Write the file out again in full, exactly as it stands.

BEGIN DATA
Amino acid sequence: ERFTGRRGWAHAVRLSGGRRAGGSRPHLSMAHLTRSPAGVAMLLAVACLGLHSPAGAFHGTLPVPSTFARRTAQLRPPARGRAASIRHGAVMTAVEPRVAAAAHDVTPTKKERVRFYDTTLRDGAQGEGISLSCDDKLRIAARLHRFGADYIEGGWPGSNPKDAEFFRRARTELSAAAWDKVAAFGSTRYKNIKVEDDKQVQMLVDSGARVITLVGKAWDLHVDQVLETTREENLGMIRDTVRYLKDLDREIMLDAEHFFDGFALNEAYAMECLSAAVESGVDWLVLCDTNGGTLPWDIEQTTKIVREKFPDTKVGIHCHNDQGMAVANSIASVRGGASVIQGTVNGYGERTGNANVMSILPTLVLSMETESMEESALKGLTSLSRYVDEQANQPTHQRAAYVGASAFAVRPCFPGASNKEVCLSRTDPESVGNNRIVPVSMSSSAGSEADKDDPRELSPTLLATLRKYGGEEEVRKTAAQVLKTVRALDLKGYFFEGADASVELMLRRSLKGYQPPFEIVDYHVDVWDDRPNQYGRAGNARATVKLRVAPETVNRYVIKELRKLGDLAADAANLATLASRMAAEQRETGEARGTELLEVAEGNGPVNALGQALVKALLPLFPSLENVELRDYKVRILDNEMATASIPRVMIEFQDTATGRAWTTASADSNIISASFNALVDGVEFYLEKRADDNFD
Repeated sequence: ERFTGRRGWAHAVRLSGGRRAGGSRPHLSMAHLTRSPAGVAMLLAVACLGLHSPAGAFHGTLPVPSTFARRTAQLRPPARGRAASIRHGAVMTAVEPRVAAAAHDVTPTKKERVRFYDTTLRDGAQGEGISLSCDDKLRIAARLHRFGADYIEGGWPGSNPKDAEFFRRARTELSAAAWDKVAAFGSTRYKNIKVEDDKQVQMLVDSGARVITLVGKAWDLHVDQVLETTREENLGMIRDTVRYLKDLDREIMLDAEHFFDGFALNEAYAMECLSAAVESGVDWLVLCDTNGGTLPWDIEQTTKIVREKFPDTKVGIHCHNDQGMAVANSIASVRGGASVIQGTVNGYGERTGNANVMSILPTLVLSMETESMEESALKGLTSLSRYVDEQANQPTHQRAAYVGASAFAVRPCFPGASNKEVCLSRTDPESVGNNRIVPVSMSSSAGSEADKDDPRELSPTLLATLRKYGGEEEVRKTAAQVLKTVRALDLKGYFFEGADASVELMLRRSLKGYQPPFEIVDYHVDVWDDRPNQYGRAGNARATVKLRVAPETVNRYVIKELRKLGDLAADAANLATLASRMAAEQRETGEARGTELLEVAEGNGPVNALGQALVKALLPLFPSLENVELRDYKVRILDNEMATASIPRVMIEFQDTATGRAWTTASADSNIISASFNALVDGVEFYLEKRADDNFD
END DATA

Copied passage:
Amino acid sequence: ERFTGRRGWAHAVRLSGGRRAGGSRPHLSMAHLTRSPAGVAMLLAVACLGLHSPAGAFHGTLPVPSTFARRTAQLRPPARGRAASIRHGAVMTAVEPRVAAAAHDVTPTKKERVRFYDTTLRDGAQGEGISLSCDDKLRIAARLHRFGADYIEGGWPGSNPKDAEFFRRARTELSAAAWDKVAAFGSTRYKNIKVEDDKQVQMLVDSGARVITLVGKAWDLHVDQVLETTREENLGMIRDTVRYLKDLDREIMLDAEHFFDGFALNEAYAMECLSAAVESGVDWLVLCDTNGGTLPWDIEQTTKIVREKFPDTKVGIHCHNDQGMAVANSIASVRGGASVIQGTVNGYGERTGNANVMSILPTLVLSMETESMEESALKGLTSLSRYVDEQANQPTHQRAAYVGASAFAVRPCFPGASNKEVCLSRTDPESVGNNRIVPVSMSSSAGSEADKDDPRELSPTLLATLRKYGGEEEVRKTAAQVLKTVRALDLKGYFFEGADASVELMLRRSLKGYQPPFEIVDYHVDVWDDRPNQYGRAGNARATVKLRVAPETVNRYVIKELRKLGDLAADAANLATLASRMAAEQRETGEARGTELLEVAEGNGPVNALGQALVKALLPLFPSLENVELRDYKVRILDNEMATASIPRVMIEFQDTATGRAWTTASADSNIISASFNALVDGVEFYLEKRADDNFD
Repeated sequence: ERFTGRRGWAHAVRLSGGRRAGGSRPHLSMAHLTRSPAGVAMLLAVACLGLHSPAGAFHGTLPVPSTFARRTAQLRPPARGRAASIRHGAVMTAVEPRVAAAAHDVTPTKKERVRFYDTTLRDGAQGEGISLSCDDKLRIAARLHRFGADYIEGGWPGSNPKDAEFFRRARTELSAAAWDKVAAFGSTRYKNIKVEDDKQVQMLVDSGARVITLVGKAWDLHVDQVLETTREENLGMIRDTVRYLKDLDREIMLDAEHFFDGFALNEAYAMECLSAAVESGVDWLVLCDTNGGTLPWDIEQTTKIVREKFPDTKVGIHCHNDQGMAVANSIASVRGGASVIQGTVNGYGERTGNANVMSILPTLVLSMETESMEESALKGLTSLSRYVDEQANQPTHQRAAYVGASAFAVRPCFPGASNKEVCLSRTDPESVGNNRIVPVSMSSSAGSEADKDDPRELSPTLLATLRKYGGEEEVRKTAAQVLKTVRALDLKGYFFEGADASVELMLRRSLKGYQPPFEIVDYHVDVWDDRPNQYGRAGNARATVKLRVAPETVNRYVIKELRKLGDLAADAANLATLASRMAAEQRETGEARGTELLEVAEGNGPVNALGQALVKALLPLFPSLENVELRDYKVRILDNEMATASIPRVMIEFQDTATGRAWTTASADSNIISASFNALVDGVEFYLEKRADDNFD